- Bob Evans restaurant in Cape Girardeau among chain's 21 closings (04/26/16)9
- Cape student sues, accuses school officials of slamming her to ground multiple times (04/28/16)40
- Two hurt in motorcycle wreck on Interstate 55 (04/25/16)1
- Ray's of Kelso, Plaza by Ray's to change ownership; Fonn to buy enterprise (04/20/16)3
- Missouri House votes to allow concealed weapons without permits (04/28/16)6
- Cape council approves nearly $1M in park, sculpture projects with little public discussion (04/22/16)37
- Law firm requests information about Cape's traffic cameras (04/25/16)2
- Tanker truck catches fire near Oak Ridge (04/24/16)7
- Local lawmakers split over failed medical marijuana bill; voters may have a say (04/26/16)19
- Local company makes eco-friendly kitty litter that cuts cat-box smell (04/25/16)
Growing sod a 'green' business for farmers
By B. Ray Owen
Special to Business Today
The grass is always greener when you're making money.
Southeast Missouri has a growing agricultural industry in sod farming, which offer the traditional four grasses -- Bermuda, zoysia, fescue and bluegrass.
In recent months, several acres of rolled sod were on the fairways of the new Dalhousie Golf Course, which is expected to open next spring along Bloomfield Road in Cape Girardeau. Rolled sod is being used to replace and repair fairways at Kimbeland Country Club Golf Course in Jackson.
Golf courses aren't the only market for sod, though.
"We do a lot of home landscaping," said John Edwards of Mid America Sod Farm, which has 165 acres in production and offices in Cape Girardeau. "A lot of homeowners are using sod on new home sites." It was golf, though, that brought Edwards into the business in 1983.
"A local course had some sod trucked in from St. Louis," he said. "Nobody was growing it here then. I decided it was time." Other sod producers in Southeast Missouri include Greenfield Turf Farm, with over 300 acres near Chaffee, Delta and Steele; the Strother Family Sod Farm, largest in the Bootheel area, near Bragg City, with about 400 acres in production; and Green Acre Sod Farm in Sikeston.
In Missouri, about 5,500 acres of sod are grown by more than 50 farms. More than 300,000 acres are in production nationally, with a market value of about $800 million.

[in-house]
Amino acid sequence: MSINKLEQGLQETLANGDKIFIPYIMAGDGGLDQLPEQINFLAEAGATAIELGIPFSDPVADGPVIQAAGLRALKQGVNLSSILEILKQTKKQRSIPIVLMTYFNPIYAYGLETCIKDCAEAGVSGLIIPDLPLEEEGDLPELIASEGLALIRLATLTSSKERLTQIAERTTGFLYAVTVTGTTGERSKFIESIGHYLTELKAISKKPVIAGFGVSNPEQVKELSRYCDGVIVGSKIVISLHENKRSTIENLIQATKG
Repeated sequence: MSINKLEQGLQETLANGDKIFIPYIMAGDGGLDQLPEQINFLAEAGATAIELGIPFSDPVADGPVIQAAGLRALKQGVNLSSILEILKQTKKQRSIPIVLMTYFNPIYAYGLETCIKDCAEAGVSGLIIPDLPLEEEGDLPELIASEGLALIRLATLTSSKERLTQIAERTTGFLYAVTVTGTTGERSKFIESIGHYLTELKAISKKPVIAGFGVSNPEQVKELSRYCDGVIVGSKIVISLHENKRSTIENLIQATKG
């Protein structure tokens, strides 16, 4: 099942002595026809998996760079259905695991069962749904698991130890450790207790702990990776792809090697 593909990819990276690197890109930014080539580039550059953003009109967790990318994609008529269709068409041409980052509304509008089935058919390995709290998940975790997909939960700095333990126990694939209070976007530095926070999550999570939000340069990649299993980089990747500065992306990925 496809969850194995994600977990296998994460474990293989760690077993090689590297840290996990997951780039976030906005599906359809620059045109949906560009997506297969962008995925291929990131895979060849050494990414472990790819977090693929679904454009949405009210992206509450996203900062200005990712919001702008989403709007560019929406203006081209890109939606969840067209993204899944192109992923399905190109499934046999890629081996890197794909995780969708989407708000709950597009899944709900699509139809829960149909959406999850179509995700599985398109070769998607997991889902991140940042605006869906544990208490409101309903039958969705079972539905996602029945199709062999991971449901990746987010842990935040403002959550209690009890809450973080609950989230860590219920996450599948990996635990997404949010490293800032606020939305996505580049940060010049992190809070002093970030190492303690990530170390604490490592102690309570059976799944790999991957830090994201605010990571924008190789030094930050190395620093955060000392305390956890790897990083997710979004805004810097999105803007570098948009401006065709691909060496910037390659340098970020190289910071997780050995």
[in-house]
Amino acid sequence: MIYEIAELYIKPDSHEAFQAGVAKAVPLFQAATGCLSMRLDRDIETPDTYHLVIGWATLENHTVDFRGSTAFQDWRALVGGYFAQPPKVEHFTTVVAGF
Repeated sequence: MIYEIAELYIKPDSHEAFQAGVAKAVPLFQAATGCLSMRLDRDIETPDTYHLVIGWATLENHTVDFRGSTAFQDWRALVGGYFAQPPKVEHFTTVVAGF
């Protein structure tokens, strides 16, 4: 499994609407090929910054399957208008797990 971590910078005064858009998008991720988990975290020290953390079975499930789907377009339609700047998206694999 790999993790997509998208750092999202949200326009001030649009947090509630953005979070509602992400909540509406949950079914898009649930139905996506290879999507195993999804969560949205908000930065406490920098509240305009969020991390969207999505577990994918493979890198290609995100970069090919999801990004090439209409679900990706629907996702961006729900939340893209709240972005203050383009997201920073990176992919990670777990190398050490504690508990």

Gary Michie, a horticultural graduate of Southeast Missouri State University, and his wife, Melissa, operate Greenfield Turf.
"We've been involved in sod growing about seven years," said Michie. "Before that, we had a landscaping business." Greenfield Turf has provided sod for at the Cape Girardeau Country Club and the Jaycee links in Cape.
"We haul a lot of sod to the St. Louis metropolitan area," said Michie.
Michie, and others in the sod farm business, offer instant grass for new subdivisions developments, golf courses and others wanting greenery overnight.
Green Acre Sod Farm is one of the newest in the area. Robert Cooke is president of the company, which planted its first sod in May 2000 and started cutting in April. Green Acre provided the sod for the Dalhousie Golf Course.
Sod farmers, who can cut sod in squares or rolls, usually cut sod the day it is to be put down.
In past years, roll sod was confined to sizes a man could handle.
Technology has changed that, with big-roll harvesters and big-roll installers. The giant roll equipment is ideal for large area installation of sod for golf courses, parks, large estates and commercial areas. The rolls can be as big 42 feet wide and more than 1,200 feet long.
Once the sod is removed, sod producers refill the ground and replant. It usually takes about a year to replace the sod grasses.
B. Ray Owen is business editor of the Southeast Missourian.